Dead famous in Switzerland

Written by on September 15, 2010 in Most popular, Swiss travel - 31 Comments

When it comes to Switzerland, foreign celebrities are like elephants – they come here to die. Of course, the low rates of tax and high level of privacy might have something to do with it, but it is interesting how many stars are buried here. While their graves are strewn all across the country, they are particularly concentrated along the shores of Lake Geneva; in comparison, German-speaking Switzerland is relatively free of dead celebrities. Don’t ask me why. It seemingly has little to do with language as few were native French speakers. In fact many were British-born. Perhaps it’s just a low-tax variation of the British love-affair with France.

The list below is my pick of some the most famous foreigners buried in Switzerland. What’s interesting is that most worked in the arts, and ten were authors, from literary heavyweights James Joyce (pictured) and Thomas Mann to pulp-fiction masters Alistair MacLean and James Hadley Chase. Although all were born abroad, some were Swiss by the time the died, eg Peter Ustinov and Hermann Hesse.

And while all of them will now remain Swiss, there is one corner of Switzerland that is forever England: in tiny Corsier-sur-Vevey cemetery, three great Britons are buried, with Charlie Chaplin laid to rest next-door to James Mason and over the way from Graham Greene. So if you are into a bit of cemetery tourism (don’t laugh, it’s astonishingly popular), Corsier is a good place to start, before setting off in search of famous graves in the rest of Switzerland.

Canton Geneva

  • Richard Burton, British actor: (d 1984) Celigny
  • Alistair MacLean, British author: (d 1987) Celigny
  • Jorge Luis Borges, Argentinian author: (d 1986) Plainpalais Cemetery Geneva
  • Jean Calvin, French reformer: (d 1564) Plainpalais Cemetery Geneva
  • Sir Humphrey Davy, British scientist: (d 1829) Plainpalais Cemetery Geneva

Canton Vaud

  • David Niven, British actor: (d 1983) Chateau d’Oex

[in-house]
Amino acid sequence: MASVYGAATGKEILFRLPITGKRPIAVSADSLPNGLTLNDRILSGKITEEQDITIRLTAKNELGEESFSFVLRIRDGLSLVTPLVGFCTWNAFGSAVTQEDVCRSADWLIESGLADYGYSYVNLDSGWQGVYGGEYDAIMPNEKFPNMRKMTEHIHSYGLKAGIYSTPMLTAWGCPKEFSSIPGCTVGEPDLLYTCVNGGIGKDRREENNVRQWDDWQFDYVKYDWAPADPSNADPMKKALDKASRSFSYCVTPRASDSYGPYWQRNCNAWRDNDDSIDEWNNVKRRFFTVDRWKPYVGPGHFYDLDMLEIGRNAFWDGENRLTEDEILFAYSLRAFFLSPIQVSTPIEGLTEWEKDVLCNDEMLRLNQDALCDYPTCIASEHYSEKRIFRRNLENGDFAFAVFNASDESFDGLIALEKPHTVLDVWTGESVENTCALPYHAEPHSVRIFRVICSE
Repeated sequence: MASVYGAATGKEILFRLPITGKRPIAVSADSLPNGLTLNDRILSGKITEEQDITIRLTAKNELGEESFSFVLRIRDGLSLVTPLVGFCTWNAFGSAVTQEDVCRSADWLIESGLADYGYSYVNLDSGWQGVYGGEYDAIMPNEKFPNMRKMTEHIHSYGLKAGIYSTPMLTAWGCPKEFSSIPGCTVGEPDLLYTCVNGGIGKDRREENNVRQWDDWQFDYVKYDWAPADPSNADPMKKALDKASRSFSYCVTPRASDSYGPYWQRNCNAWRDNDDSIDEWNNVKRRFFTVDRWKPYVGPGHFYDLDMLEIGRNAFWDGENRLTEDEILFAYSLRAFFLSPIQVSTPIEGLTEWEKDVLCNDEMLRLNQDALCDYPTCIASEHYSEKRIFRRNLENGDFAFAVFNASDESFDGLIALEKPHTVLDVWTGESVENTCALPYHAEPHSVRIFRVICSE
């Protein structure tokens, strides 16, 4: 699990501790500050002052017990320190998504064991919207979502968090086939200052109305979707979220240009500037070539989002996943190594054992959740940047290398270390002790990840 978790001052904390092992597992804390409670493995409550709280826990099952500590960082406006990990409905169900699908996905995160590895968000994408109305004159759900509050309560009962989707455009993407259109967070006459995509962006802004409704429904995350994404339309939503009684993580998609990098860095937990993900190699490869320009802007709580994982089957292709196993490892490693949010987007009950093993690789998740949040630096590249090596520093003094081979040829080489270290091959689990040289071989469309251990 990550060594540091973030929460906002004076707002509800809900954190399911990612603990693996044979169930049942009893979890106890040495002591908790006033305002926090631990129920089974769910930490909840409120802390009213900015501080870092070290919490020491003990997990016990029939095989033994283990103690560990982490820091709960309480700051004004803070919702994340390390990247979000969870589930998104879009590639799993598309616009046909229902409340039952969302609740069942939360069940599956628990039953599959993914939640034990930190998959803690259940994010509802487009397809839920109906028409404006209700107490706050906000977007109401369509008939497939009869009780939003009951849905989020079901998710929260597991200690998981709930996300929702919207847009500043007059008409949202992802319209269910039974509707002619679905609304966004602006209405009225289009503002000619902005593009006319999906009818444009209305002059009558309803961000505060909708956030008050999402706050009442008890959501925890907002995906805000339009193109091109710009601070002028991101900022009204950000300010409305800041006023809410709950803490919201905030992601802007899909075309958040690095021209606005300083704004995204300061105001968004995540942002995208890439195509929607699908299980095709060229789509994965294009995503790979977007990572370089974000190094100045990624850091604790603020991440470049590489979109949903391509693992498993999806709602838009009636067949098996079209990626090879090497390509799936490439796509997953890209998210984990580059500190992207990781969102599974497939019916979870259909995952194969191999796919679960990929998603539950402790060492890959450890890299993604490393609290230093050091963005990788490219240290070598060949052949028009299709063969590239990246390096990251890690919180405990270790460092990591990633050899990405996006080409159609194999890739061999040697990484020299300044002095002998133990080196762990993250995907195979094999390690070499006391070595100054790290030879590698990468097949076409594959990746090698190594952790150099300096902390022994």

• Vladimir Nabokov, Russian author: (d 1977) Clarens
  • Charlie Chaplin, British actor: (d 1977) Corsier-sur-Vevey
  • Graham Greene, British author: (d 1991) Corsier-sur-Vevey
  • James Mason, British actor: (d 1984) Corsier-sur-Vevey
  • Coco Chanel, French designer: (d 1971) Bois-de-Vaux Cemetery Lausanne
  • Pierre de Coubertin, French Olympic founder: (d 1937) Bois-de-Vaux Cemetery Lausanne
  • Peter Ustinov, British actor: (d 2004) Nyon
  • Henri Nestlé, German industrialist: (d 1890) Territet
  • Audrey Hepburn, Belgian actress: (d 1993) Tolochenaz
  • James Hadley Chase, British author: (d 1985) Vevey

Ticino

  • Robert Palmer, British singer: (d 2003) Lugano
  • Hermann Hesse, German author: (d 1962) Montagnola
  • Erich Maria Remarque, German author: (d 1970) Ronco sopra Ascona
  • Paulette Goddard, American actress: (d 1990) Ronco sopra Ascona
  • Patricia Highsmith, American author: (d 1995) Tegna

 German-speaking Switzerland

  • Erasmus, Dutch thinker: (d 1536) Basel Cathedral
  • Meret Oppenheim, German artist: (d 1985) Birsfelden Cemetery Basel
  • Thomas Mann, German author: (d 1955) Kilchberg Cemetery Fluntern
  • James Joyce, Irish author: (d 1941) Fluntern Cemetery Zurich
  • Paul Klee, German artist: (d 1940) Schosshalde Cemetery, Bern
  • Elias Canetti, German author: (d 1994) Fluntern Cemetery Zurich
  • Elisabeth Schwarzkopf, German singer: (d 2006) Zumikon Cemetery Zurich
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31 Comments on "Dead famous in Switzerland"

  1. berncat September 16, 2010 at 3:21 pm · Reply

    More dead famous foreign people in Swiss cemeteries:

    Michail Bakunin (Bremgartenfriedhof Bern